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Economic Growth
Cuba said its economy grew 12.5 per cent this year, the fastest pace in the Westernhemisphere, and that its budget deficit remained well under control despite a 32 per cent rise in spending.

The Communist-run government said the growth figure, based on its own formula that includes subsidised social services, would have been 9.5 per cent using traditional measurements.

Economy and Planning Minister Jose Luis Rodriguez told a year-end session of parliament the jump in gross domestic product was "the highest figure in our revolutionary history... and also the highest in the region."

The UN Economic Commission for Latin America and the Caribbean (ECLAC) said this month the Cuban formula was still under study as it was based on estimates of the market value of free social services and subsidised goods, as well as massive medical and other services exported mainly to Venezuela.

"We will continue to demand the right to have our figures published by all international organisations, especially those within the UN system," Rodriguez said.

Cuba claimed 11.8 per cent growth last year, while sources such as the Economist Intelligence Unit and the CIA estimated the formula overstated the rise by 3-4 percentage points.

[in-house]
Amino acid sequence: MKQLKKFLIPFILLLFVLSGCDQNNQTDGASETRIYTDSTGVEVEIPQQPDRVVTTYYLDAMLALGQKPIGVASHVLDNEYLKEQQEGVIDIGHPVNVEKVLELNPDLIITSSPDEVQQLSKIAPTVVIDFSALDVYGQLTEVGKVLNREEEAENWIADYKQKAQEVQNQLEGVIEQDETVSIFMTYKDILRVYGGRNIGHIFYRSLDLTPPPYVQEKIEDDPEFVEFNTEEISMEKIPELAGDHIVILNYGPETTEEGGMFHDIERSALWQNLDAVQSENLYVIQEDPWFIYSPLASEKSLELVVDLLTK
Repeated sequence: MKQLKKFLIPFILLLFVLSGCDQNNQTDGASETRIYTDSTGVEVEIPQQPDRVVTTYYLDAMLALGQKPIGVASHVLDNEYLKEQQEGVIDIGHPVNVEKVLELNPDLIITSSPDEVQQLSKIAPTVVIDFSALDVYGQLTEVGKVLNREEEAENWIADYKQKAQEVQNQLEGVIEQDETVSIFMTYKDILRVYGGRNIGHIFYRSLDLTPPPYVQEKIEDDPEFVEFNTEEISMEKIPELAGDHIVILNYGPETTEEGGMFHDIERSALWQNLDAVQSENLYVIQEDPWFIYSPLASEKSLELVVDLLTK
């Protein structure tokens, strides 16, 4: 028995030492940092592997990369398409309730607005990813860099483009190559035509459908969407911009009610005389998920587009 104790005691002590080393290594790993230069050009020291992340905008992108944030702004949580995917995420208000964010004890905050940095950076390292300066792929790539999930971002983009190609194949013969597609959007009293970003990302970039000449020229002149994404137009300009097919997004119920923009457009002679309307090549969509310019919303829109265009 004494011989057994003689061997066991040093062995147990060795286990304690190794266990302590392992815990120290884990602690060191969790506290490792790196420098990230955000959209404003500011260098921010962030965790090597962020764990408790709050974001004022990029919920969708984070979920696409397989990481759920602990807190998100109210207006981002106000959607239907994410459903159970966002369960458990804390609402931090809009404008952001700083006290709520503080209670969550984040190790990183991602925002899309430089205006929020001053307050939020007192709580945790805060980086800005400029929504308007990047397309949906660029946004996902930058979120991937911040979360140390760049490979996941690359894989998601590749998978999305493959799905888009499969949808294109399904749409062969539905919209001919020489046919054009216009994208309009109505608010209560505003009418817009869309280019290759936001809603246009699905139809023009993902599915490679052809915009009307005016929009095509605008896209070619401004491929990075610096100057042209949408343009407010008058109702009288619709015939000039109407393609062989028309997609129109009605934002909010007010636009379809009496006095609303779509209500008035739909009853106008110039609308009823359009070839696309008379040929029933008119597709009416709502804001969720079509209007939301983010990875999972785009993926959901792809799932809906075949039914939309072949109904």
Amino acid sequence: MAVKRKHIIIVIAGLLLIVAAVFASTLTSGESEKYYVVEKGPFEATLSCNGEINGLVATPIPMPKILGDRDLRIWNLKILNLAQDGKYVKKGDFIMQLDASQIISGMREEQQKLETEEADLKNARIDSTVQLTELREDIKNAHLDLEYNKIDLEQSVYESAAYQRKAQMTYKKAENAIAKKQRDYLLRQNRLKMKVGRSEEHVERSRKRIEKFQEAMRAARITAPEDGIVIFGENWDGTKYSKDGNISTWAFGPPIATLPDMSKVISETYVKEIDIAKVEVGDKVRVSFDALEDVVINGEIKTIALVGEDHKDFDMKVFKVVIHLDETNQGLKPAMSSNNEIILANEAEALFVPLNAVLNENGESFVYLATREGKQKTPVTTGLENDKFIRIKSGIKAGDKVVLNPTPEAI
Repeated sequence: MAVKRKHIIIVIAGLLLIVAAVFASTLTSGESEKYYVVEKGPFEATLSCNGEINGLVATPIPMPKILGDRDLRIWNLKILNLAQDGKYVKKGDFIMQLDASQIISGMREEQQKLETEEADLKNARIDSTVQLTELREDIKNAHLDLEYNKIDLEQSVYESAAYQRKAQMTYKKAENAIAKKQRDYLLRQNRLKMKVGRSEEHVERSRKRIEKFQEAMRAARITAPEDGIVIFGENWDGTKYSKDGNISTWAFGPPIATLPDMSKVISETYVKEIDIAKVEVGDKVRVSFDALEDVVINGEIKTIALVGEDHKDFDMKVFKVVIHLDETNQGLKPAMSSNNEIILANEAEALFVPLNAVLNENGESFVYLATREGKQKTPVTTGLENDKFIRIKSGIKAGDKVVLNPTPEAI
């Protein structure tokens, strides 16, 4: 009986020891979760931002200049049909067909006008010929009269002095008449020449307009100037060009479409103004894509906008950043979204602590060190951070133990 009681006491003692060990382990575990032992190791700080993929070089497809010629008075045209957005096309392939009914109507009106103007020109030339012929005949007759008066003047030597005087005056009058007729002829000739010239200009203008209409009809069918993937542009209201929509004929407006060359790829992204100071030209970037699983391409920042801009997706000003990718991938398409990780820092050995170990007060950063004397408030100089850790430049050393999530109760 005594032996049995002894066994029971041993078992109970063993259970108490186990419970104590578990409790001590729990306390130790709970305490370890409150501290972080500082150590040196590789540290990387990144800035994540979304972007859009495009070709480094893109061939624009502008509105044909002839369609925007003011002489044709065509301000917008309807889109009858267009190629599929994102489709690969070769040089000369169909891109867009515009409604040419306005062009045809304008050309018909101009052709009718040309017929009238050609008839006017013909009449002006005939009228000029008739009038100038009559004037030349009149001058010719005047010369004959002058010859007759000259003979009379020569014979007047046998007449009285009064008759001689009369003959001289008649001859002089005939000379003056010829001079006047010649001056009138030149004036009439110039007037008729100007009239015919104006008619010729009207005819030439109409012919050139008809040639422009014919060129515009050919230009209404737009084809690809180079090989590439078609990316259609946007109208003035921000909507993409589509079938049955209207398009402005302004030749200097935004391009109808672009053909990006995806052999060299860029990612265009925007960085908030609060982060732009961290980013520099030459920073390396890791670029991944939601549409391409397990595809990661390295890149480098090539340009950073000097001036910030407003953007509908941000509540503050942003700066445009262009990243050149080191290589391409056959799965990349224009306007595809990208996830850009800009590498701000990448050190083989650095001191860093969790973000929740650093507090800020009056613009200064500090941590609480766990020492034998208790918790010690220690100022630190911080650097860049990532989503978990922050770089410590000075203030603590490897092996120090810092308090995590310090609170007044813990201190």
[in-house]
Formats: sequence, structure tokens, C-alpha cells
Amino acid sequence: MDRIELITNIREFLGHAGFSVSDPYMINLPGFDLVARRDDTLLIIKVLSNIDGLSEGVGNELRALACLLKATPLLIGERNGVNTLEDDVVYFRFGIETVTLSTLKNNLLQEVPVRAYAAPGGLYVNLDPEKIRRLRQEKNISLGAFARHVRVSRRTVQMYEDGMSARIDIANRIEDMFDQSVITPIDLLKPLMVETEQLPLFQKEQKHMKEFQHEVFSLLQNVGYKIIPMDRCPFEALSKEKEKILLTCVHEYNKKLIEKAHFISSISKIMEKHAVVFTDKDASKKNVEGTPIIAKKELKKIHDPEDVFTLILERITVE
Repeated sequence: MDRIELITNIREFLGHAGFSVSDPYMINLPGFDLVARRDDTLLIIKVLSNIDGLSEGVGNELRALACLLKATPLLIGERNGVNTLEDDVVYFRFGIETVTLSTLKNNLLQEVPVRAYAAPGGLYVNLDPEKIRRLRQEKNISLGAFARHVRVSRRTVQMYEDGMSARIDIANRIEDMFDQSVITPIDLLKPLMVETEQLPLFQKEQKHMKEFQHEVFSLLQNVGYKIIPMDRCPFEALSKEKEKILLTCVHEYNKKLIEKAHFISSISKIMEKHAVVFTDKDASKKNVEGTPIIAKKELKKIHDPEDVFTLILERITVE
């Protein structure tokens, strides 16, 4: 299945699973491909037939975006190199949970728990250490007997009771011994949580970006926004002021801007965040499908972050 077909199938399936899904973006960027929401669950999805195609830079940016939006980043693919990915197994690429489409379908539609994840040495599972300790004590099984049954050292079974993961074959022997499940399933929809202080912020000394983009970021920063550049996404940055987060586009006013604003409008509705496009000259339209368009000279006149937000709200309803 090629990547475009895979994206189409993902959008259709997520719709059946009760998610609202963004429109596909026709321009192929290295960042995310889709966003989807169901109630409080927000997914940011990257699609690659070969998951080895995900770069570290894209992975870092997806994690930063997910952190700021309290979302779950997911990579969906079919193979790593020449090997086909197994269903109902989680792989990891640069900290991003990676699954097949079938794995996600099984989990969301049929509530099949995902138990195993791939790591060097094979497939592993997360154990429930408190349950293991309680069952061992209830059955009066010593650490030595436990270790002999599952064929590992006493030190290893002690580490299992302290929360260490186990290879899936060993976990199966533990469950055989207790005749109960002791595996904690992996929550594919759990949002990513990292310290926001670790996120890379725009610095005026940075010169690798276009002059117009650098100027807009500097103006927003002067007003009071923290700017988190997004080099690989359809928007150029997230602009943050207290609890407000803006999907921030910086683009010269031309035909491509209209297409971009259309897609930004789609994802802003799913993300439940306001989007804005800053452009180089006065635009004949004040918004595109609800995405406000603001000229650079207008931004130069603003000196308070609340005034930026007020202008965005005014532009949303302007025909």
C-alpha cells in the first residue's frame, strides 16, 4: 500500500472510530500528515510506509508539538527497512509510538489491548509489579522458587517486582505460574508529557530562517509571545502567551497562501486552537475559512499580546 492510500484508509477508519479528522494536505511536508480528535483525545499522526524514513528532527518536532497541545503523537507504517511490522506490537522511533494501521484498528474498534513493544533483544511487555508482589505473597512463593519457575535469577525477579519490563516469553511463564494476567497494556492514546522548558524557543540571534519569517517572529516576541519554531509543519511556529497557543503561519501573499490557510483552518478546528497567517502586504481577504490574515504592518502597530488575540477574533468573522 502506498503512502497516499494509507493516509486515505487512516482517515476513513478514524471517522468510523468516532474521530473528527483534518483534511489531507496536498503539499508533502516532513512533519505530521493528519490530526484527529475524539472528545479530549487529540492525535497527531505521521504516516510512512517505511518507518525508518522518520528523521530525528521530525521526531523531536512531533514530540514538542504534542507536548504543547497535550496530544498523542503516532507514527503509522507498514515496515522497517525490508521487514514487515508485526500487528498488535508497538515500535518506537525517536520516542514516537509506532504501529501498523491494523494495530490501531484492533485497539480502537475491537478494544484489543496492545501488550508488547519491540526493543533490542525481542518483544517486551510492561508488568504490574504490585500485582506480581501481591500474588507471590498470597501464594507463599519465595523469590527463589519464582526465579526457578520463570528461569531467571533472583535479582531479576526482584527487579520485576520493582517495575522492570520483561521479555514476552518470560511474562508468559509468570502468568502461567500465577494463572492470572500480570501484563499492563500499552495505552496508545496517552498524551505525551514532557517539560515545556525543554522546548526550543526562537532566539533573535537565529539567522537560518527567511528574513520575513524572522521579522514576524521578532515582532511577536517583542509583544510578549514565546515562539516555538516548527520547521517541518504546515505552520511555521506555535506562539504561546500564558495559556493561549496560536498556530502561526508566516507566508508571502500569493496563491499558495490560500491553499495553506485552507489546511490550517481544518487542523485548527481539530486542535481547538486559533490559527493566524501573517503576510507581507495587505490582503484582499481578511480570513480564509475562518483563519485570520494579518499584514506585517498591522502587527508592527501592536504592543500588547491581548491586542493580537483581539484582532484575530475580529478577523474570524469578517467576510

Finance Minister Georgina Barreiro told parliament this years budget deficit was a bit less than in 2005, coming in at 3.2 per cent of GDP despite a jump in spending from 25 billion pesos in 2005 to around 33 billion pesos this year.

Barreiro said spending would rise 9.1 per cent in 2007.

Cuba officially pegs the peso at 92 US cents but, at state-run exchange houses, it is valued at less than 5 cents.

The peso budget includes a hidden and often more important foreign exchange budget, according to government sources.

For the first time in many years, no information on Cubas external finances or trade was provided at the session of the National Assembly, which meets twice a year.

Since the United States began enforcing its decades-old trade embargo on Cuba more strictly in 2004, scarce economic data has become even harder to come by. When provided, it often differs from official to official and report to report.

ECLAC, basing its report on figures provided by the Cuban government, said exports of goods and services were $10.443billion this year, compared with $7.2 billion in 2005, largely due to a 53 per cent rise in service exports.

The report said imports were $10.352 billion, compared with$7.963 billion in 2005.

"There was an increase in international reserves and as light decrease in the foreign debt," ECLAC said, without providing details.
Source: The News International Pakistan

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